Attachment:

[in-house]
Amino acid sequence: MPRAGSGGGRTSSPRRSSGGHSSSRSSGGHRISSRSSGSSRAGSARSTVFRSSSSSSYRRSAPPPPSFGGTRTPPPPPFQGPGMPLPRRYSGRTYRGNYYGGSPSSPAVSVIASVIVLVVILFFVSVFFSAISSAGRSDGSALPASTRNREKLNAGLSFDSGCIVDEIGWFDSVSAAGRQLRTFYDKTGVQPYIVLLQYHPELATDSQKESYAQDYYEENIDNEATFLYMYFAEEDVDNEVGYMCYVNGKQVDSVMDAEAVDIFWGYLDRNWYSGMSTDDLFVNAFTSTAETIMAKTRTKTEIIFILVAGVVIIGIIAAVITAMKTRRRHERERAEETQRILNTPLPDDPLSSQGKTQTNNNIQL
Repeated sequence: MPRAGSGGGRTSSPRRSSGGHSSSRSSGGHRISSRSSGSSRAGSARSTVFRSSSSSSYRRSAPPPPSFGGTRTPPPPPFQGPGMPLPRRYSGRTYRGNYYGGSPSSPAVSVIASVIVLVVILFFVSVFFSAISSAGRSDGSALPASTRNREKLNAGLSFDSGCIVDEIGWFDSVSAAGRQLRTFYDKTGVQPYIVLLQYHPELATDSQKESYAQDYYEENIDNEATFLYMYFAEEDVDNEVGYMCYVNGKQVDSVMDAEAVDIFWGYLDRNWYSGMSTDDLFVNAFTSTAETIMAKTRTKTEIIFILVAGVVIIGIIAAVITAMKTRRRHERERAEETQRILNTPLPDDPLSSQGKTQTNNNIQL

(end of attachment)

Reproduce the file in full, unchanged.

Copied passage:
[in-house]
Amino acid sequence: MPRAGSGGGRTSSPRRSSGGHSSSRSSGGHRISSRSSGSSRAGSARSTVFRSSSSSSYRRSAPPPPSFGGTRTPPPPPFQGPGMPLPRRYSGRTYRGNYYGGSPSSPAVSVIASVIVLVVILFFVSVFFSAISSAGRSDGSALPASTRNREKLNAGLSFDSGCIVDEIGWFDSVSAAGRQLRTFYDKTGVQPYIVLLQYHPELATDSQKESYAQDYYEENIDNEATFLYMYFAEEDVDNEVGYMCYVNGKQVDSVMDAEAVDIFWGYLDRNWYSGMSTDDLFVNAFTSTAETIMAKTRTKTEIIFILVAGVVIIGIIAAVITAMKTRRRHERERAEETQRILNTPLPDDPLSSQGKTQTNNNIQL
Repeated sequence: MPRAGSGGGRTSSPRRSSGGHSSSRSSGGHRISSRSSGSSRAGSARSTVFRSSSSSSYRRSAPPPPSFGGTRTPPPPPFQGPGMPLPRRYSGRTYRGNYYGGSPSSPAVSVIASVIVLVVILFFVSVFFSAISSAGRSDGSALPASTRNREKLNAGLSFDSGCIVDEIGWFDSVSAAGRQLRTFYDKTGVQPYIVLLQYHPELATDSQKESYAQDYYEENIDNEATFLYMYFAEEDVDNEVGYMCYVNGKQVDSVMDAEAVDIFWGYLDRNWYSGMSTDDLFVNAFTSTAETIMAKTRTKTEIIFILVAGVVIIGIIAAVITAMKTRRRHERERAEETQRILNTPLPDDPLSSQGKTQTNNNIQL